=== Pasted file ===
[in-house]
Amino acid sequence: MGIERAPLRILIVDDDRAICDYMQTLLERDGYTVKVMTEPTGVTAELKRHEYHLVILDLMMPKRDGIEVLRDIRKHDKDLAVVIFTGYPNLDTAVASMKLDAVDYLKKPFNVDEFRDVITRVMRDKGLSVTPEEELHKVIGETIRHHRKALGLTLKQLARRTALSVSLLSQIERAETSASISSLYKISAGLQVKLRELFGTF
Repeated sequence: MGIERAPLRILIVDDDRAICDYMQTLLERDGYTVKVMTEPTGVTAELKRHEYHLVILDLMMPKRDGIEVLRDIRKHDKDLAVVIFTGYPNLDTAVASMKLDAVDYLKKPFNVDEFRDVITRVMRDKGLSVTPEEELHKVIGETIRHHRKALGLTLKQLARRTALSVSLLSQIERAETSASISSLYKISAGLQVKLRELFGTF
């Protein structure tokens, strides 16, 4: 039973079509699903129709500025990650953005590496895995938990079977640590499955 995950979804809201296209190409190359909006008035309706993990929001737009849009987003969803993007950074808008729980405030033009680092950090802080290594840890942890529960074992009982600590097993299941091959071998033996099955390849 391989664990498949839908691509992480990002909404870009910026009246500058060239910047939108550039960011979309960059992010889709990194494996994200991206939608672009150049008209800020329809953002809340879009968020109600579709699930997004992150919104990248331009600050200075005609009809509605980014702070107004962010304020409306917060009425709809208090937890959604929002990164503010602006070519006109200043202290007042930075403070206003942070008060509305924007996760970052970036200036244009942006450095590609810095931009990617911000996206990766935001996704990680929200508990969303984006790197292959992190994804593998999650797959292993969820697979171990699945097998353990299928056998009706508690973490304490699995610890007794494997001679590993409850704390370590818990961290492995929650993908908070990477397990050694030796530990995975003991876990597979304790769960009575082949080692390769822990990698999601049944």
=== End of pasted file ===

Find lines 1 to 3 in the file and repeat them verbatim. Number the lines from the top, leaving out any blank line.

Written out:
[in-house]
Amino acid sequence: MGIERAPLRILIVDDDRAICDYMQTLLERDGYTVKVMTEPTGVTAELKRHEYHLVILDLMMPKRDGIEVLRDIRKHDKDLAVVIFTGYPNLDTAVASMKLDAVDYLKKPFNVDEFRDVITRVMRDKGLSVTPEEELHKVIGETIRHHRKALGLTLKQLARRTALSVSLLSQIERAETSASISSLYKISAGLQVKLRELFGTF
Repeated sequence: MGIERAPLRILIVDDDRAICDYMQTLLERDGYTVKVMTEPTGVTAELKRHEYHLVILDLMMPKRDGIEVLRDIRKHDKDLAVVIFTGYPNLDTAVASMKLDAVDYLKKPFNVDEFRDVITRVMRDKGLSVTPEEELHKVIGETIRHHRKALGLTLKQLARRTALSVSLLSQIERAETSASISSLYKISAGLQVKLRELFGTF